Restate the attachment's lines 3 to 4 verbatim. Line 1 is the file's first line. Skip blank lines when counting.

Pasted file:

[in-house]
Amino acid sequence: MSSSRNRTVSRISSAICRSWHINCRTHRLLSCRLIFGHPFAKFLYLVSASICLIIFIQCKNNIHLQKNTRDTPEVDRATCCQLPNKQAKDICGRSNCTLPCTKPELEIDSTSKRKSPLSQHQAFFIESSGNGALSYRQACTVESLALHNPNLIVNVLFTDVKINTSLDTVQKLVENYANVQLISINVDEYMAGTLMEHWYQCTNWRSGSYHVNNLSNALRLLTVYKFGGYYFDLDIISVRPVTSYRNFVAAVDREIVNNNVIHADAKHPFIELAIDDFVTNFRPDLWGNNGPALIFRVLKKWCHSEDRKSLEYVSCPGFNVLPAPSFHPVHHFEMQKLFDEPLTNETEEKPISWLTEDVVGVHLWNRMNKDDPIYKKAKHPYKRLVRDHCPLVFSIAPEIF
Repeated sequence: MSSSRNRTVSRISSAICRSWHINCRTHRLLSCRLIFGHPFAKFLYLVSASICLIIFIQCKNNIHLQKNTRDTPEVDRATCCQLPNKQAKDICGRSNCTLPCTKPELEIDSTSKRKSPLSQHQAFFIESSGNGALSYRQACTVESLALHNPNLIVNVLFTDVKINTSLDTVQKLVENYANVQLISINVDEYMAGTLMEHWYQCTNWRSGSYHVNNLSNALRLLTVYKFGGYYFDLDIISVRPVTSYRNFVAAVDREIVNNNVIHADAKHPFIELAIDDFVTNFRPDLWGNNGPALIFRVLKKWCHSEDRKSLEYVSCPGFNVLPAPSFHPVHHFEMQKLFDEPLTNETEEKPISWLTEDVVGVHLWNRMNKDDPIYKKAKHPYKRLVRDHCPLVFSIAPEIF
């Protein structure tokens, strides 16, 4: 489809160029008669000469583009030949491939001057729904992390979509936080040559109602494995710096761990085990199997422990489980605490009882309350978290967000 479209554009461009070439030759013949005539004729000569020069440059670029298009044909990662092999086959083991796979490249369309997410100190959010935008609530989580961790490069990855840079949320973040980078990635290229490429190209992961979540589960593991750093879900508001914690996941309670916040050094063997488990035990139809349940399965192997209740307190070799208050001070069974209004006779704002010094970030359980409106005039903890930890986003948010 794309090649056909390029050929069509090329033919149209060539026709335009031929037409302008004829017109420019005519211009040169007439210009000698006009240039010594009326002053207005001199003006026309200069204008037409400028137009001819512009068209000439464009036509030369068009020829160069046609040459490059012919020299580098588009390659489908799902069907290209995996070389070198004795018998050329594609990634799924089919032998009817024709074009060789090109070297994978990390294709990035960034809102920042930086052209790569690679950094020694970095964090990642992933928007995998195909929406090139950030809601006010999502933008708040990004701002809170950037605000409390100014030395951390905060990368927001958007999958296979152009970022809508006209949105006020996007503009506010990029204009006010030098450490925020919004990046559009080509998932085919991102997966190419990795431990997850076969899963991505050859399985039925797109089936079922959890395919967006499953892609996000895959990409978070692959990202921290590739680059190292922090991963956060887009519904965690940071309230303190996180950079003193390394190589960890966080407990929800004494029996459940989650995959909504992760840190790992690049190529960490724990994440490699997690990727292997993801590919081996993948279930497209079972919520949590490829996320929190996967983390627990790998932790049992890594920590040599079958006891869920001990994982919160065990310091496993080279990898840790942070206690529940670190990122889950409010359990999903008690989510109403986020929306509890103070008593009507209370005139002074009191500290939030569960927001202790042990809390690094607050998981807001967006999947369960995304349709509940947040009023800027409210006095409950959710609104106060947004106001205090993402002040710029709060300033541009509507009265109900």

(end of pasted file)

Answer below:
Repeated sequence: MSSSRNRTVSRISSAICRSWHINCRTHRLLSCRLIFGHPFAKFLYLVSASICLIIFIQCKNNIHLQKNTRDTPEVDRATCCQLPNKQAKDICGRSNCTLPCTKPELEIDSTSKRKSPLSQHQAFFIESSGNGALSYRQACTVESLALHNPNLIVNVLFTDVKINTSLDTVQKLVENYANVQLISINVDEYMAGTLMEHWYQCTNWRSGSYHVNNLSNALRLLTVYKFGGYYFDLDIISVRPVTSYRNFVAAVDREIVNNNVIHADAKHPFIELAIDDFVTNFRPDLWGNNGPALIFRVLKKWCHSEDRKSLEYVSCPGFNVLPAPSFHPVHHFEMQKLFDEPLTNETEEKPISWLTEDVVGVHLWNRMNKDDPIYKKAKHPYKRLVRDHCPLVFSIAPEIF
């Protein structure tokens, strides 16, 4: 489809160029008669000469583009030949491939001057729904992390979509936080040559109602494995710096761990085990199997422990489980605490009882309350978290967000 479209554009461009070439030759013949005539004729000569020069440059670029298009044909990662092999086959083991796979490249369309997410100190959010935008609530989580961790490069990855840079949320973040980078990635290229490429190209992961979540589960593991750093879900508001914690996941309670916040050094063997488990035990139809349940399965192997209740307190070799208050001070069974209004006779704002010094970030359980409106005039903890930890986003948010 794309090649056909390029050929069509090329033919149209060539026709335009031929037409302008004829017109420019005519211009040169007439210009000698006009240039010594009326002053207005001199003006026309200069204008037409400028137009001819512009068209000439464009036509030369068009020829160069046609040459490059012919020299580098588009390659489908799902069907290209995996070389070198004795018998050329594609990634799924089919032998009817024709074009060789090109070297994978990390294709990035960034809102920042930086052209790569690679950094020694970095964090990642992933928007995998195909929406090139950030809601006010999502933008708040990004701002809170950037605000409390100014030395951390905060990368927001958007999958296979152009970022809508006209949105006020996007503009506010990029204009006010030098450490925020919004990046559009080509998932085919991102997966190419990795431990997850076969899963991505050859399985039925797109089936079922959890395919967006499953892609996000895959990409978070692959990202921290590739680059190292922090991963956060887009519904965690940071309230303190996180950079003193390394190589960890966080407990929800004494029996459940989650995959909504992760840190790992690049190529960490724990994440490699997690990727292997993801590919081996993948279930497209079972919520949590490829996320929190996967983390627990790998932790049992890594920590040599079958006891869920001990994982919160065990310091496993080279990898840790942070206690529940670190990122889950409010359990999903008690989510109403986020929306509890103070008593009507209370005139002074009191500290939030569960927001202790042990809390690094607050998981807001967006999947369960995304349709509940947040009023800027409210006095409950959710609104106060947004106001205090993402002040710029709060300033541009509507009265109900």